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Egypt prevents travel of Hamas officials

On Friday, Egypt's intelligence services notified Hamas that three of its leaders would be banned from leaving the Gaza Strip.

In a lead article, the London-based newspaper Al Quds al Arabi noted that relations between Egypt and Hamas had always been tense because of ideological differences and also because of Cairo's failure to convince the Islamic movement to accept the Palestinian reconciliation plan.

On Friday, Egypt's intelligence services notified Hamas that three of its leaders would be banned from leaving the Gaza Strip, and would not be allowed to perform Haj this year. They also will not be able to take part in an official delegation leaving for Cairo or Damascus as part of any future reconciliation efforts.

Egypt's decision came as a form of retaliation against some senior members, who vehemently criticised Cairo when it closed the checkpoint of Rafah and prevented entry of aid to the besieged population inside the strip.

"The Egyptian government is wrong to take the use of passage rights through checkpoints as a pressing issue, especially since the goal to leave Gaza is for the religious purpose of Haj."

The way Cairo treats Gaza's population in general is "inhumane", as it is generally forced to endure a long transit procedure both through the Rafah checkpoint and in the airport. "This needs to be reviewed because travel is a human, legitimate right, and there are considerations that should outweigh grudges and political differences."


Ahmadinejad has new role in Lebanon

"The hype that surrounded the visit of the Iranian president Mahmoud Ahmadinejad has at last subsided," noted Tareq Alhomayed in an opinion article for the pan-Arab newspaper Asharq al Awsat.

"Finally we have not seen him throwing a stone at Israel, or visiting the Fatima Gate. In fact, he did not say anything new, except that he hinted at Iranian support for Hizbollah before the Special Tribunal for Lebanon."

The rationale behind the visit is thus to affirm the Iranian position in Lebanon following the visit made jointly by the Syrian president Bashar al Assad and the Saudi monarch King Abdullah bin Abdul Aziz. Similarly, it aims to rescue Hizbollah from any eventual indictment by the Tribunal.

As a sign of gratitude, the party welcomed Mr Ahmadinejad with grandeur, as if Hizbollah would like to say that "Iran has wide popular support in Lebanon". Perhaps Mr Ahmadinejad had never been treated in similar way in his own country.

Yet what can be taken from the visit is that a new equation emerges: Lebanon's situation might involve more than the two external parties of Syria and Saudi Arabia. The third strong candidate, Iran, is implicitly present by way of Hassan Nasrallah as a strong sponsor for his party; particularly during forthcoming judicial challenges.





Pakistan's double-game foreign policy

In an opinion piece in the UAE newspaper Al Ittihad, Abdullah al Haj wrote that although Pakistani intelligence services announced several months ago that they arrested the Afghan Taliban's second-in-command, western troops operating in Afghanistan still believe Pakistan maintains good relations with the group.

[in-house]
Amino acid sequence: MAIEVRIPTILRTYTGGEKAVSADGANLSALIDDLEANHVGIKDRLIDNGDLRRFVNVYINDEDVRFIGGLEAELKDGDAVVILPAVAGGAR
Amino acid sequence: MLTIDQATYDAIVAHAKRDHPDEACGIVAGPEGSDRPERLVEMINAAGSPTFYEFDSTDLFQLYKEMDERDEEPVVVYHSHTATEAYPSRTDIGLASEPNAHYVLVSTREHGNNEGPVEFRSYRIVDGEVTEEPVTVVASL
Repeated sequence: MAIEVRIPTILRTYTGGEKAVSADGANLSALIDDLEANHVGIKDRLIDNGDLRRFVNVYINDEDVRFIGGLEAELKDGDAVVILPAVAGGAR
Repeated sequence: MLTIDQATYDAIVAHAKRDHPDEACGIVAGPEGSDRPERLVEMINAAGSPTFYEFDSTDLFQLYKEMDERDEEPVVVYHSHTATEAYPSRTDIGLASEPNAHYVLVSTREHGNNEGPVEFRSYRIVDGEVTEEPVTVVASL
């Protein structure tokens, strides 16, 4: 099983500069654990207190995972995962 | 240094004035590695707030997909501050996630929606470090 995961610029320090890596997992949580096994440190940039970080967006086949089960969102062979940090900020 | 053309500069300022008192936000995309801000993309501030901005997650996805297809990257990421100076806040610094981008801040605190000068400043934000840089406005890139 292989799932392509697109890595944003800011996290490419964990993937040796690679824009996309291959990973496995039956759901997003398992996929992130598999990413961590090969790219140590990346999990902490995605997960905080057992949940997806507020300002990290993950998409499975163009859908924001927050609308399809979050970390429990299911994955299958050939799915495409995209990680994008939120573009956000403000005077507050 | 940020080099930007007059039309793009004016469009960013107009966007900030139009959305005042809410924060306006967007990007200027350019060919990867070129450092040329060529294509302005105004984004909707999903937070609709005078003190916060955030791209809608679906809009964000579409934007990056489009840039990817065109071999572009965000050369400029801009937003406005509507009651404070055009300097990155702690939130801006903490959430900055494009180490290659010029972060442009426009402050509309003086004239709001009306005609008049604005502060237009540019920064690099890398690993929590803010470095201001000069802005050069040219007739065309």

"Although Pakistan captured Abdul Ghani Baradar along with other members, it released at the same time many Afghan Taliban figures it had arrested earlier."

This led western officials to think that freeing important Taliban members was an indication that Pakistani intelligence had played a double game.

Official sources said that Pakistan has a complex foreign policy, as it strives to keep good relations with both the West and the Afghan government. Meanwhile, it maintains a good rapport with Afghan resistance organisations such as the Taliban, with the aim of controlling the course of war.

The Pakistani government did not deny having direct contact with the Afghan Taliban, yet it described these as "not dangerous", and were only meant to control the armed groups in Pakistan.

Moreover, and even though the West has exerted pressure on Pakistan to cut its relations with armed Afghan movements since the September 11 attacks, Islamabad has not seriously complied as this contradicts its over-arching interests.



US supports a divided Sudan for its interests

"What made the US president Barack Obama say in an assured manner that failing to hold the referendum in southern Sudan could lead to the death of millions of people?" This question was asked by Areeb al Rantawi in a commentary for the Jordanian newspaper Addustoor.

Talking about post-poll era scenarios, or putting forward false claims to justify a hasty referendum, shows the extent to which the US is biased towards the Sudan Popular Liberation Movement (SPLM). With such an attitude, it tries to depict the chronic crisis of the South as apocalyptic.

The US has no right to interfere and encourage a premature resolutions of the crisis. Nor should it provide support to the southern leaders Salva Kiir, when he called on the UN to deploy international troops along the borders between the North and the South of Sudan.

The American position towards the Sudan crisis has the far-reaching aim of ensuring separation and ultimately establishing a "Christian state". "Washington would like to create a new Israel in the south of Sudan to be a base for its war on terror as well as a security, military and intelligence bridge for Israel into Africa."

In that regard, the US could care less whether the referendum is free and fair - as long as it leads to separation.


* Digest compiled by Mostapha Elmouloudi


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